Riot Games tries to disassociate itself from a sponsorship with FTX, the bankrupt cryptocurrency exchange house; This was for 7 full years, but now it will be difficult for it to be fulfilled.

Riot and FTX signed a sponsorship deal worth tens of millions of dollars in a cryptocurrency exchange in 2021 in which the League of Legends developer would take a pinch.

But now the exchange is bankrupt, its founder arrested and facing serious fraud and money laundering charges; therefore, Riot Games tries to put an end to this catastrophic sponsorship.

As we read thanks to web3’s Molly White is going just great, the deal was to last for 7 years with FTX making “substantial payments” to Riot starting at $12.5 million for calendar year 2022.

This would rise to $12,875 by 2023 and so on, but so far only $6.25 million of it has been paid out in 2022 and there’s almost zero chance Riot will see a penny again.

Therefore, the creators of Valorant or Ruined King have filed a lawsuit with a Delaware Bankruptcy Court to have the rest of the sponsorship agreement annulled.

And in strictly commercial terms it is perfectly understandable since, as Riot points out in its lawsuit, FTX has declared bankruptcy and should recycle the entire agreement and without questions.

Riot and FTX, (un)love making cryptocurrencies

But they add: “There is no way for FTX to fix the reputational damage done to Riot as a result of the public disrepute caused by the debacle that preceded FTX’s bankruptcy filing.

FTX can’t turn back the clock and undo the damage done to Riot after it collapsed.” Basically, that his reputation has been so swept away these weeks that being remotely associated with the failed exchange is hurting Riot.

And (as Kotaku adds) Riot adds that former FTX boss Sam Bankman-Fried became famous for playing League of Legends during business meetings.

Before and throughout this media storm, Riot’s image and reputation with its customer base remained inextricably linked to FTX through its former CEO, Mr. Bankman-Fried.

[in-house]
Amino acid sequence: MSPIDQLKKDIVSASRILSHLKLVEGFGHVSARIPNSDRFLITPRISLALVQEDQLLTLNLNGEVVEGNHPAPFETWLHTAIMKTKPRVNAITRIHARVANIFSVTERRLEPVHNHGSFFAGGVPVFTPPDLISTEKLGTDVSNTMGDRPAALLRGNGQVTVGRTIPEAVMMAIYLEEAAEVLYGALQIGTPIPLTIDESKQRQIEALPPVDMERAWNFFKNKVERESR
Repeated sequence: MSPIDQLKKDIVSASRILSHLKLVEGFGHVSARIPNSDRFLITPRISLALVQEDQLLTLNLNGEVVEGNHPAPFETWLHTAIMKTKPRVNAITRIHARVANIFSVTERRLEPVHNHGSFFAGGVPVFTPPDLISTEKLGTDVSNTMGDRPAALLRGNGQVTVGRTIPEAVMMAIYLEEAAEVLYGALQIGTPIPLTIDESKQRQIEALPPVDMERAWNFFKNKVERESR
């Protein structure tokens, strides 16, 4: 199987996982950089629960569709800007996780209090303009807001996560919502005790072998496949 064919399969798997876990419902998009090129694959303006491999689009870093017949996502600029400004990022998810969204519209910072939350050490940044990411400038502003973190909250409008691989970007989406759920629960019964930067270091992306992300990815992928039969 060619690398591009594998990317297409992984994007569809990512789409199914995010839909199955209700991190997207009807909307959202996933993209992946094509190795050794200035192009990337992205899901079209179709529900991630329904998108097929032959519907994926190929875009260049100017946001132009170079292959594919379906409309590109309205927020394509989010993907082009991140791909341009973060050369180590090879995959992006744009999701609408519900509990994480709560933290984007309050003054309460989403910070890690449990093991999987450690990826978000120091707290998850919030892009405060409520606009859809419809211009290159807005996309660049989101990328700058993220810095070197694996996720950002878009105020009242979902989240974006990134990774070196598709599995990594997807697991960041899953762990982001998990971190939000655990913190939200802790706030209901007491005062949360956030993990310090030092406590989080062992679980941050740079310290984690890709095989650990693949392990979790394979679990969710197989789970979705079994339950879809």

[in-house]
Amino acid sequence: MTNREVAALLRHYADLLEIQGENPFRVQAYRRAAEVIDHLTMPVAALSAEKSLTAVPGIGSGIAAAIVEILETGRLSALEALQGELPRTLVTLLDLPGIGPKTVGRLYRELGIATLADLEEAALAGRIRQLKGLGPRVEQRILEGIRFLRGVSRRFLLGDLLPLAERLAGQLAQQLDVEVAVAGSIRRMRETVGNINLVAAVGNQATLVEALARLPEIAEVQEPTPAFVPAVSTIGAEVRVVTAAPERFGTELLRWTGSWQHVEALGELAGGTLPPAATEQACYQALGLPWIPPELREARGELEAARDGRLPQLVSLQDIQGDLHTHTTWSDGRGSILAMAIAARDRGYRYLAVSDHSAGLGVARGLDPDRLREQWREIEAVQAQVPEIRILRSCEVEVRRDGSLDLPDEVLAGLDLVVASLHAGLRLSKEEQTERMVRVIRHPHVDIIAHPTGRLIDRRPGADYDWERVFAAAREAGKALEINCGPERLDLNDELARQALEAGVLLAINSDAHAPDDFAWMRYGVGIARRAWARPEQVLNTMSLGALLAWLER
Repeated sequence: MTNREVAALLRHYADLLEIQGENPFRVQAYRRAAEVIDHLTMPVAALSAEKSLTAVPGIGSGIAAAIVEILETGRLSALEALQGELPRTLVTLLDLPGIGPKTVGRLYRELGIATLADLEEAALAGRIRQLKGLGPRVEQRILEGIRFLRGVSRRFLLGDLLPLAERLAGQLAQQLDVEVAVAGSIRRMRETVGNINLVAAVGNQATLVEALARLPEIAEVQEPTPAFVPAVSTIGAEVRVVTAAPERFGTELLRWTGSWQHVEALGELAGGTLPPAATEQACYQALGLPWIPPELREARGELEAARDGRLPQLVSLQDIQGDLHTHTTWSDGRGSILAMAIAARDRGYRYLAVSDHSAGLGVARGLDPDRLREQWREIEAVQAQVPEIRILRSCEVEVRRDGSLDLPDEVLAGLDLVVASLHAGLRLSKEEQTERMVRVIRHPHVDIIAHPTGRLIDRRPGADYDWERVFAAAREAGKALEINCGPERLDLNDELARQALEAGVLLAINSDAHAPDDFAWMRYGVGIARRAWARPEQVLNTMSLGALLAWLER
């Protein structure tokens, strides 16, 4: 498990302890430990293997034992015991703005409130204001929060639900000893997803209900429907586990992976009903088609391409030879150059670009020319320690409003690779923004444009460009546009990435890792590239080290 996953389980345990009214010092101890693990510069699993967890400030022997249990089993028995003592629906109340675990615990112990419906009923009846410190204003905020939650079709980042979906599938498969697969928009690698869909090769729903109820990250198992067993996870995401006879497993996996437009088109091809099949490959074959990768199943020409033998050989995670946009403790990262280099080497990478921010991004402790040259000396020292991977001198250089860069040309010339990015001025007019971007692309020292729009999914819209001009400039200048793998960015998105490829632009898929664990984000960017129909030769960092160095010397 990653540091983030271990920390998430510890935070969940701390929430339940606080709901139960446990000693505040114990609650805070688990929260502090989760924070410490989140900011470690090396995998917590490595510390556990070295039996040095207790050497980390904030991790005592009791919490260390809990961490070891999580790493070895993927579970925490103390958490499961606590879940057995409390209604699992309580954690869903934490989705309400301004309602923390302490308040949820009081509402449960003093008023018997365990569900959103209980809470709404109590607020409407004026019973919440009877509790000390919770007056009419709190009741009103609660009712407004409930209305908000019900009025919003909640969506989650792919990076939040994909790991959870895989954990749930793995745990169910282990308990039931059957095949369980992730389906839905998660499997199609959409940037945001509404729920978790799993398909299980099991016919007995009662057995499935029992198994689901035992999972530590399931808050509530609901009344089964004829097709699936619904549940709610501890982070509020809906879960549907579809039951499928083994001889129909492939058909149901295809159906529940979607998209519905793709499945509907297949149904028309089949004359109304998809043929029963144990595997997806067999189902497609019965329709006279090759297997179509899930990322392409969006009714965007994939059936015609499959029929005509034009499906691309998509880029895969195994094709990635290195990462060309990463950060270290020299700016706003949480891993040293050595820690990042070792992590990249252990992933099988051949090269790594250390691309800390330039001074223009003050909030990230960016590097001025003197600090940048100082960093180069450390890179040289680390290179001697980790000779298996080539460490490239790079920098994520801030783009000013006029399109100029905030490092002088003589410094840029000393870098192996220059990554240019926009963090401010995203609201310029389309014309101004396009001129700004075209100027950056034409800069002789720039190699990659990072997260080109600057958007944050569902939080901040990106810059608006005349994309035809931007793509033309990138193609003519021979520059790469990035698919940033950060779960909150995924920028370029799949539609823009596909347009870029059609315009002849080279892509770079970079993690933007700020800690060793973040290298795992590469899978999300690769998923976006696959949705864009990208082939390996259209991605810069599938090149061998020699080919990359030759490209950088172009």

Media outlets and Twitter commenters spread footage of Mr. Bankman-Fried playing League of Legends – a Riot Games game – at the same time FTX was crashing. Mr. BankmanFried is famous for his affinity for gambling.

He is well known among investors for playing League of Legends during meetings. He acknowledged on Twitter that he played “a lot more [a League of Legends] than you’d expect from someone who routinely trades sleep for work.”

Even Mr. Bankman-Fried’s ranking in League of Legends has been the subject of online commentary with public figures Alexandria Ocasio-Cortez and Elon Musk weighing in.

Even as this deal was first signed in August 2021, it was agonizingly clear what the end goal of this entire scam was going to be: game developers or NBA teams or overly eager celebrities.

At the moment it is not clear if all this is going to come to fruition or if the creators of the also successful Legends of Runeterra continue with the agreement despite everything.

What is clear right now is that Riot is trying to end the catastrophic sponsorship with FTX in every way possible after its bankruptcy.


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